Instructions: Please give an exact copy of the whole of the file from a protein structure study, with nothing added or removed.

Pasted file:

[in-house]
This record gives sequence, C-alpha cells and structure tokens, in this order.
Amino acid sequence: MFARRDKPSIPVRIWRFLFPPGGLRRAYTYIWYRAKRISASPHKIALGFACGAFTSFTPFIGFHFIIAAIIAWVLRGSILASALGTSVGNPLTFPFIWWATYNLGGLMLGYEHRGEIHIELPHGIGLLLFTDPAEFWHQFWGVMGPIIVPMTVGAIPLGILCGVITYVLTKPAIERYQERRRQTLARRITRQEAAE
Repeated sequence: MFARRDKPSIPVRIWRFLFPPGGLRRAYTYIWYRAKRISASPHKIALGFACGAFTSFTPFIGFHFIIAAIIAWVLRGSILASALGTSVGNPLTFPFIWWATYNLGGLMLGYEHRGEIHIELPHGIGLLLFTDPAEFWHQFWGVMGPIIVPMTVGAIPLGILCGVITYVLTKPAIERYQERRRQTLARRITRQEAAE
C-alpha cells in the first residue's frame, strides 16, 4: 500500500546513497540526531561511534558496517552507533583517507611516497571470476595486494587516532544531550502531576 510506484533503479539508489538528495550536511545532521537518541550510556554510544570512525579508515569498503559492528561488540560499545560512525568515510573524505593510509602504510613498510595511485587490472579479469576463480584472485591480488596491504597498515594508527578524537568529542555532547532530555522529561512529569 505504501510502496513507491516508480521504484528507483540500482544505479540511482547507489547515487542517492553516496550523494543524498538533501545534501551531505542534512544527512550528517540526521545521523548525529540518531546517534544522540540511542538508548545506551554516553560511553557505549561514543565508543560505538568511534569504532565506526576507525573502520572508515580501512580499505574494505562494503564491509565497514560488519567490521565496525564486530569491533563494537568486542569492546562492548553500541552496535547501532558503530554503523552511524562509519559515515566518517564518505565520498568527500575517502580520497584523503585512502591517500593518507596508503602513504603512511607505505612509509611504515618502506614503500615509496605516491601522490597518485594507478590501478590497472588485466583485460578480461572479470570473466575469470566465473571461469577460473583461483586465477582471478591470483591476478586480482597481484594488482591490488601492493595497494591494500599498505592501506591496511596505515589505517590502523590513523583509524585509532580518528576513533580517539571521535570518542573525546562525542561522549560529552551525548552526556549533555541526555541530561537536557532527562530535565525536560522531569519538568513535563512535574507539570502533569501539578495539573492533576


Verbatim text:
[in-house]
This record gives sequence, C-alpha cells and structure tokens, in this order.
Amino acid sequence: MFARRDKPSIPVRIWRFLFPPGGLRRAYTYIWYRAKRISASPHKIALGFACGAFTSFTPFIGFHFIIAAIIAWVLRGSILASALGTSVGNPLTFPFIWWATYNLGGLMLGYEHRGEIHIELPHGIGLLLFTDPAEFWHQFWGVMGPIIVPMTVGAIPLGILCGVITYVLTKPAIERYQERRRQTLARRITRQEAAE
Repeated sequence: MFARRDKPSIPVRIWRFLFPPGGLRRAYTYIWYRAKRISASPHKIALGFACGAFTSFTPFIGFHFIIAAIIAWVLRGSILASALGTSVGNPLTFPFIWWATYNLGGLMLGYEHRGEIHIELPHGIGLLLFTDPAEFWHQFWGVMGPIIVPMTVGAIPLGILCGVITYVLTKPAIERYQERRRQTLARRITRQEAAE
C-alpha cells in the first residue's frame, strides 16, 4: 500500500546513497540526531561511534558496517552507533583517507611516497571470476595486494587516532544531550502531576 510506484533503479539508489538528495550536511545532521537518541550510556554510544570512525579508515569498503559492528561488540560499545560512525568515510573524505593510509602504510613498510595511485587490472579479469576463480584472485591480488596491504597498515594508527578524537568529542555532547532530555522529561512529569 505504501510502496513507491516508480521504484528507483540500482544505479540511482547507489547515487542517492553516496550523494543524498538533501545534501551531505542534512544527512550528517540526521545521523548525529540518531546517534544522540540511542538508548545506551554516553560511553557505549561514543565508543560505538568511534569504532565506526576507525573502520572508515580501512580499505574494505562494503564491509565497514560488519567490521565496525564486530569491533563494537568486542569492546562492548553500541552496535547501532558503530554503523552511524562509519559515515566518517564518505565520498568527500575517502580520497584523503585512502591517500593518507596508503602513504603512511607505505612509509611504515618502506614503500615509496605516491601522490597518485594507478590501478590497472588485466583485460578480461572479470570473466575469470566465473571461469577460473583461483586465477582471478591470483591476478586480482597481484594488482591490488601492493595497494591494500599498505592501506591496511596505515589505517590502523590513523583509524585509532580518528576513533580517539571521535570518542573525546562525542561522549560529552551525548552526556549533555541526555541530561537536557532527562530535565525536560522531569519538568513535563512535574507539570502533569501539578495539573492533576